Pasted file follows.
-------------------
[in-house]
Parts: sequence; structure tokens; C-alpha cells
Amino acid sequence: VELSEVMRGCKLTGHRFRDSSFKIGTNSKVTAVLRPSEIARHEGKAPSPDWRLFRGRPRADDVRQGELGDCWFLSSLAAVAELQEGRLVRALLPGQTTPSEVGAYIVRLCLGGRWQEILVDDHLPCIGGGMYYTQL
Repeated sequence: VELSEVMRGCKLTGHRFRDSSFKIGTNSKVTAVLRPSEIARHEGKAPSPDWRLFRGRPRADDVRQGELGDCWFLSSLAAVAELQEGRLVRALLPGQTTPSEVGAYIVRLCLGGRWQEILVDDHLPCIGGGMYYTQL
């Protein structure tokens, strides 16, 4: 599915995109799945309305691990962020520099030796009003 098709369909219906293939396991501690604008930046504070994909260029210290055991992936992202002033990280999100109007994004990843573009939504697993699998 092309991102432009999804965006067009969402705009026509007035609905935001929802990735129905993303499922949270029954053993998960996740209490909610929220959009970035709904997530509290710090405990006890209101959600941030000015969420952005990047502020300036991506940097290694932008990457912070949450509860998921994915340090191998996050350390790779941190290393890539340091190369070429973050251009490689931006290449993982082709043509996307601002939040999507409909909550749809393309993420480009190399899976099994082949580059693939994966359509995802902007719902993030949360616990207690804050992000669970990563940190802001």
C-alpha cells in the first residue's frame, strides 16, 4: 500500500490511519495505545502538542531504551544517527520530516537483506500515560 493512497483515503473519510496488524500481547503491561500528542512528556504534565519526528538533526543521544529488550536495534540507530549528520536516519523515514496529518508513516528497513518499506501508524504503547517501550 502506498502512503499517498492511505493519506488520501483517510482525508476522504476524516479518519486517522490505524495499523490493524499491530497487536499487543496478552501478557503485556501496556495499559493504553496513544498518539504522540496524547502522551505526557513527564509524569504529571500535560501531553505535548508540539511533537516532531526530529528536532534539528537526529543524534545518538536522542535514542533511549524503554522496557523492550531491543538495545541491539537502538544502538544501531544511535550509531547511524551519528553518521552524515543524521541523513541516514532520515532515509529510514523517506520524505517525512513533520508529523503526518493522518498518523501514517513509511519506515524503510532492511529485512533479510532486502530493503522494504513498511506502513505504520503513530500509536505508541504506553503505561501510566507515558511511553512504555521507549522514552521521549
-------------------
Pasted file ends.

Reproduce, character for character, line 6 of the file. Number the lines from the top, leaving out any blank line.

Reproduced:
C-alpha cells in the first residue's frame, strides 16, 4: 500500500490511519495505545502538542531504551544517527520530516537483506500515560 493512497483515503473519510496488524500481547503491561500528542512528556504534565519526528538533526543521544529488550536495534540507530549528520536516519523515514496529518508513516528497513518499506501508524504503547517501550 502506498502512503499517498492511505493519506488520501483517510482525508476522504476524516479518519486517522490505524495499523490493524499491530497487536499487543496478552501478557503485556501496556495499559493504553496513544498518539504522540496524547502522551505526557513527564509524569504529571500535560501531553505535548508540539511533537516532531526530529528536532534539528537526529543524534545518538536522542535514542533511549524503554522496557523492550531491543538495545541491539537502538544502538544501531544511535550509531547511524551519528553518521552524515543524521541523513541516514532520515532515509529510514523517506520524505517525512513533520508529523503526518493522518498518523501514517513509511519506515524503510532492511529485512533479510532486502530493503522494504513498511506502513505504520503513530500509536505508541504506553503505561501510566507515558511511553512504555521507549522514552521521549